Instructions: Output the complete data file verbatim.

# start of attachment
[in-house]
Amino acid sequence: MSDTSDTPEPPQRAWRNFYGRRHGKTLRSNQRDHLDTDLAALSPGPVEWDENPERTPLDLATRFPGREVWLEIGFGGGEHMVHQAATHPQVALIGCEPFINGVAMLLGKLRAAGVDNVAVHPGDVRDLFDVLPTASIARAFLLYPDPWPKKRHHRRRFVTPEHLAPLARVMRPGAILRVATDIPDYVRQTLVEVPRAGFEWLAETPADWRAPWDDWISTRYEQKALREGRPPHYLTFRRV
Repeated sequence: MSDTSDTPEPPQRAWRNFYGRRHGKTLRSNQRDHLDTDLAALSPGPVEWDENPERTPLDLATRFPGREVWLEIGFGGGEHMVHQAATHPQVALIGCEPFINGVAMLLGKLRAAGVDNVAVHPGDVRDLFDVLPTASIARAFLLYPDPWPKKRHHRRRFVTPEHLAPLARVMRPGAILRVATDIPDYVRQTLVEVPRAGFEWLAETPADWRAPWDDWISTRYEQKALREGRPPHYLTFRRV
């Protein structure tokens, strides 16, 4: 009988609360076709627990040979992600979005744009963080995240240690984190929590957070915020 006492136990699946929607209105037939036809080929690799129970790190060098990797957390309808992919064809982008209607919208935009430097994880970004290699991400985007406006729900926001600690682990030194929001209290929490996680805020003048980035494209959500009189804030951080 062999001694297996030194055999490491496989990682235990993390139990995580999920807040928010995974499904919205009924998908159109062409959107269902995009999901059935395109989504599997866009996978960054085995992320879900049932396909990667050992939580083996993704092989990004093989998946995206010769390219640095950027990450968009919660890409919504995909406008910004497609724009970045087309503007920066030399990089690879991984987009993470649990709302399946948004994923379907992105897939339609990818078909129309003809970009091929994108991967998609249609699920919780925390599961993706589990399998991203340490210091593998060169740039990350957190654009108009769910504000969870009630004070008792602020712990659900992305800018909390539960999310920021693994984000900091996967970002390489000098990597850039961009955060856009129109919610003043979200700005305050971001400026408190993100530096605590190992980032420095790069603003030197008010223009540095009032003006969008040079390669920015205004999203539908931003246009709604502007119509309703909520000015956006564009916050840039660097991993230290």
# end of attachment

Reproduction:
[in-house]
Amino acid sequence: MSDTSDTPEPPQRAWRNFYGRRHGKTLRSNQRDHLDTDLAALSPGPVEWDENPERTPLDLATRFPGREVWLEIGFGGGEHMVHQAATHPQVALIGCEPFINGVAMLLGKLRAAGVDNVAVHPGDVRDLFDVLPTASIARAFLLYPDPWPKKRHHRRRFVTPEHLAPLARVMRPGAILRVATDIPDYVRQTLVEVPRAGFEWLAETPADWRAPWDDWISTRYEQKALREGRPPHYLTFRRV
Repeated sequence: MSDTSDTPEPPQRAWRNFYGRRHGKTLRSNQRDHLDTDLAALSPGPVEWDENPERTPLDLATRFPGREVWLEIGFGGGEHMVHQAATHPQVALIGCEPFINGVAMLLGKLRAAGVDNVAVHPGDVRDLFDVLPTASIARAFLLYPDPWPKKRHHRRRFVTPEHLAPLARVMRPGAILRVATDIPDYVRQTLVEVPRAGFEWLAETPADWRAPWDDWISTRYEQKALREGRPPHYLTFRRV
């Protein structure tokens, strides 16, 4: 009988609360076709627990040979992600979005744009963080995240240690984190929590957070915020 006492136990699946929607209105037939036809080929690799129970790190060098990797957390309808992919064809982008209607919208935009430097994880970004290699991400985007406006729900926001600690682990030194929001209290929490996680805020003048980035494209959500009189804030951080 062999001694297996030194055999490491496989990682235990993390139990995580999920807040928010995974499904919205009924998908159109062409959107269902995009999901059935395109989504599997866009996978960054085995992320879900049932396909990667050992939580083996993704092989990004093989998946995206010769390219640095950027990450968009919660890409919504995909406008910004497609724009970045087309503007920066030399990089690879991984987009993470649990709302399946948004994923379907992105897939339609990818078909129309003809970009091929994108991967998609249609699920919780925390599961993706589990399998991203340490210091593998060169740039990350957190654009108009769910504000969870009630004070008792602020712990659900992305800018909390539960999310920021693994984000900091996967970002390489000098990597850039961009955060856009129109919610003043979200700005305050971001400026408190993100530096605590190992980032420095790069603003030197008010223009540095009032003006969008040079390669920015205004999203539908931003246009709604502007119509309703909520000015956006564009916050840039660097991993230290």